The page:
Time Out saysRitt's usual simplistic liberalism certainly dampens the labour relations angle to this tale of a Southern millworker finding herself as a union activist protesting against working conditions. Sentimental and facile, the film allows her far too easy a path to success in terms of her almost universal acceptance by fellow-workers, give or take a few token blacklegs. But far more successful is the way the film stresses her development as an independent woman; finding it painful as she undermines her husband's expectations of her simply as a washing, cooking, ironing, maternal sex-machine, she nevertheless ploughs firmly ahead, while never being portrayed as in any way an incomplete, irresponsible mother and wife. Nicely performed by a strong cast, especially Field and Leibman, it's often mawkishly soft, but surprisingly touching.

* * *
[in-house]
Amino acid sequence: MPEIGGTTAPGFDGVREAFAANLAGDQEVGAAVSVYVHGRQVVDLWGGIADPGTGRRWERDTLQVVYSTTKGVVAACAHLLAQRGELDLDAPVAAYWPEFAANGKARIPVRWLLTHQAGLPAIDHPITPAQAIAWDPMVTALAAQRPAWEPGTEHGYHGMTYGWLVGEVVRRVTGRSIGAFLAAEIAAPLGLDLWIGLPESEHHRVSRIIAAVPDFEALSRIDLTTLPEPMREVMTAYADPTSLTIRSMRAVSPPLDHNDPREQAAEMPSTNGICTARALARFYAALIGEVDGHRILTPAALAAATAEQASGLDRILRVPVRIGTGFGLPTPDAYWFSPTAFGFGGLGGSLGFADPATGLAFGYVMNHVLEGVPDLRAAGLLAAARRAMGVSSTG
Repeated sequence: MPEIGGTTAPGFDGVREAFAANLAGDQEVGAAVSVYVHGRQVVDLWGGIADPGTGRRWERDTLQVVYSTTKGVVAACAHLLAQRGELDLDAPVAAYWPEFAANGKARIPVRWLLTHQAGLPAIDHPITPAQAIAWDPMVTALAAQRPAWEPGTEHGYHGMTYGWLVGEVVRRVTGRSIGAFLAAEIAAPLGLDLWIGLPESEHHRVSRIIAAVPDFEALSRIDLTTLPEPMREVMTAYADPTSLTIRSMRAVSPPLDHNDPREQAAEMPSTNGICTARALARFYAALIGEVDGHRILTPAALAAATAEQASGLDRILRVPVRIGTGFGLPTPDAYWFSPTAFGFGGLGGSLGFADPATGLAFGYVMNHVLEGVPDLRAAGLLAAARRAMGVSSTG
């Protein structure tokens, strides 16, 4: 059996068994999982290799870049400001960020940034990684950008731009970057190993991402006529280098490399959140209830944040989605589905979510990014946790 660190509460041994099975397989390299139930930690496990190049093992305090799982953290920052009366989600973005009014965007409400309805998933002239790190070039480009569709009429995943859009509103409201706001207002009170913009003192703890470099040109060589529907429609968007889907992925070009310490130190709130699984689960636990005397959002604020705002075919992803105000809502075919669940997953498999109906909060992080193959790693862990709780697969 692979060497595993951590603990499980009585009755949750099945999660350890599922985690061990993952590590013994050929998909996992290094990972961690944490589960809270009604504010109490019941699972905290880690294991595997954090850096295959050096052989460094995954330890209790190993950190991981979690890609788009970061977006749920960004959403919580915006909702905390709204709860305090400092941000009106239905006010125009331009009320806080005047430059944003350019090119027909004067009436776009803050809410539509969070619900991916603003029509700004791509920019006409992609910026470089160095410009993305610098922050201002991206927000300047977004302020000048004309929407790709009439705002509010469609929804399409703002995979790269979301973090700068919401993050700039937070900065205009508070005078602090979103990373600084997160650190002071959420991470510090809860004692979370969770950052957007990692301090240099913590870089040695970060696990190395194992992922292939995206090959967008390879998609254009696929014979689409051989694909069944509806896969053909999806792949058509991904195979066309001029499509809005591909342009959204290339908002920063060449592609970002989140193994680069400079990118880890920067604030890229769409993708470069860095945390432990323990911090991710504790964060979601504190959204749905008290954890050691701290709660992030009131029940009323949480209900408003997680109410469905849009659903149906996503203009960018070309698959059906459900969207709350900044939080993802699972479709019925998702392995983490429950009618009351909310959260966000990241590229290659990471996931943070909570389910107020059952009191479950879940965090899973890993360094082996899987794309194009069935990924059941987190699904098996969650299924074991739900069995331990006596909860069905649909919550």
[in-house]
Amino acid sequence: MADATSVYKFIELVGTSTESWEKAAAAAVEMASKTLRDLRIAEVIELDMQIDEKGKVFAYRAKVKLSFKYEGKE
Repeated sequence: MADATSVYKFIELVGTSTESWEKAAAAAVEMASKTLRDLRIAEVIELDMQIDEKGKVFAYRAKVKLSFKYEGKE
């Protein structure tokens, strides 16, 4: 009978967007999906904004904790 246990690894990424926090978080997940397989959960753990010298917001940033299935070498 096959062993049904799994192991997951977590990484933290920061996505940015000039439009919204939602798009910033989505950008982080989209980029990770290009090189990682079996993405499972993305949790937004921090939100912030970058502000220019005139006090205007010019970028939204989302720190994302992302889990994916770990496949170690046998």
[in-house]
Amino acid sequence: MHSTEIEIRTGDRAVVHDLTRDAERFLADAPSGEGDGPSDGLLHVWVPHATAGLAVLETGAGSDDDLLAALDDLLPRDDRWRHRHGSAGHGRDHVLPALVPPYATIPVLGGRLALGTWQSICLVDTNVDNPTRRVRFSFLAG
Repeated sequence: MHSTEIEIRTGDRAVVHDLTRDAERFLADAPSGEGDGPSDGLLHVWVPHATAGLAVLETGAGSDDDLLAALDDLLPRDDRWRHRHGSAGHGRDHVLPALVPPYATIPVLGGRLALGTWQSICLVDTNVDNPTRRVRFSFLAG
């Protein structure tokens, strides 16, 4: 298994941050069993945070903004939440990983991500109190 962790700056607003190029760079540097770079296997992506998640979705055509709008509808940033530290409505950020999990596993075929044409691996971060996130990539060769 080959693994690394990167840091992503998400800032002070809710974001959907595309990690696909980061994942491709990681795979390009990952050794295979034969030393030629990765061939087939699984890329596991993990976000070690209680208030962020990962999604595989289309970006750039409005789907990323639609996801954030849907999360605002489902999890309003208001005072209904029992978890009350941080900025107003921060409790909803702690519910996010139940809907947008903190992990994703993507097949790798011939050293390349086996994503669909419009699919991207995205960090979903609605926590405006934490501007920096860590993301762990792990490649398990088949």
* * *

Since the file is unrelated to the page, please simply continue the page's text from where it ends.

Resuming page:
Cast and crew
Pat Hingle, Beau Bridges, Sally Field, John Calvin, Morgan Paull, Ron Leibman, Robert Broyles, Barbara Baxley, Gail Strickland
Alex Rose, Tamara Asseyev
Irving Ravetch, Harriet Frank Jr
John A Alonzo
Walter Scott Herndon